"As a representative of the USPTO overseas, I work with people of all different nationalities and backgrounds."
When you ask Aisha Salem, IP Attaché for the Middle East and North Africa (MENA), to describe a typical work day, her response is simple: “There’s no such thing.”
That’s Aisha’s favorite part of her job — having every day be different. One day she could be training judges in Morocco; a few days later meeting with the Egyptian Ministry of Health to talk about pharmaceutical patents; and a few days after that leading a discussion on IP issues at an economic policy dialogue with Emiratis in Abu Dhabi.
After graduating from the University of Florida Levin College of Law in 2005 with a J.D. and an LL.M. in Intellectual Property Law from the George Washington University Law School in 2006, Aisha began her career with the USPTO as a trademark examining attorney. She chose the USPTO because she feels that the agency is at the forefront of U.S. commerce, both on a policy level and in practical terms. As Aisha puts it, “Innovation drives our economy, and consumers all over the world rely on American branding. I’m proud to be part of such an influential U.S. government agency.”
Ten years later, Aisha is the IP attaché for the MENA region based in the U.S. Embassy in Kuwait. In this role, she advocates U.S. government IP policy, interests and initiatives; assists U.S. businesses with issues involving IP rights; improves IP protection throughout the MENA region by conducting training and outreach programs with host governments on IP laws and policy; helps to secure high-quality IP provisions in international agreements and host country laws; and works to monitor the implementation of these provisions.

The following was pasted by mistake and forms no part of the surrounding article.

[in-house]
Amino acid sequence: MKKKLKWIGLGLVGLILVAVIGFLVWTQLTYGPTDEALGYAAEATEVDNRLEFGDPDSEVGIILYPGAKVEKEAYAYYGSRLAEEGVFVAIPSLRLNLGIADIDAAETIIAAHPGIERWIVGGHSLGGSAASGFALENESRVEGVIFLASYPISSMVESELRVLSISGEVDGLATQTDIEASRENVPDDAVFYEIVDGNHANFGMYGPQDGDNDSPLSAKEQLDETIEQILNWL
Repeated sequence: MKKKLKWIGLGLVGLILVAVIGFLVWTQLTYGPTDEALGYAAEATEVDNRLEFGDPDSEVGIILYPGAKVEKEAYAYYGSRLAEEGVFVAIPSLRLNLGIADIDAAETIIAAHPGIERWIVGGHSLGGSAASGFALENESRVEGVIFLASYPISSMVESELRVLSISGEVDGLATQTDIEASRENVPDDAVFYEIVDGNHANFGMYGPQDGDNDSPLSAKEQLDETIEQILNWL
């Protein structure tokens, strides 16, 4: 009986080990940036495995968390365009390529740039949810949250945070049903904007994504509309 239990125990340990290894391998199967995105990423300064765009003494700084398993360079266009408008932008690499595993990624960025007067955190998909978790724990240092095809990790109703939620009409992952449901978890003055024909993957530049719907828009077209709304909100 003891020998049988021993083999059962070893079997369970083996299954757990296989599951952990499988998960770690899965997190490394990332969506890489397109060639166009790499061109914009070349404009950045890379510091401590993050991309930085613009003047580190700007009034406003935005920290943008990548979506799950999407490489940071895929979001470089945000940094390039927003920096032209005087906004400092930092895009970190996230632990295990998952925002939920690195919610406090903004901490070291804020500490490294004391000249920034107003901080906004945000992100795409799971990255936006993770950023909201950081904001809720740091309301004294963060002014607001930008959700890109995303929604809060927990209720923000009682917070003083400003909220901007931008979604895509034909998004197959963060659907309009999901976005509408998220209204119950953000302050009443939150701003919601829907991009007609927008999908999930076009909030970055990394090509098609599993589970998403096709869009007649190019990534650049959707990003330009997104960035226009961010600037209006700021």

What advice would Aisha give someone considering an opportunity with the USPTO? Aisha recommends that anyone interested in IP should work for the agency. She states, “There are so many options here, and the USPTO is really good about encouraging employees to expand their horizons with all types of career development opportunities.”
As an examining attorney and as an IP attaché, Aisha has always enjoyed a certain level of autonomy that she has found incredibly empowering. She has a flexible schedule, and her supervisors at the USPTO trust her to carry out important programs and policy initiatives. She has also had the privilege of working with people of all different nationalities and backgrounds, and the relationships she has cultivated have proven invaluable.
As Aisha puts it, “There’s a reason the USPTO is one of the best U.S. government agencies to work for!” And for her, one of the best things about it is that any day never looks like the last.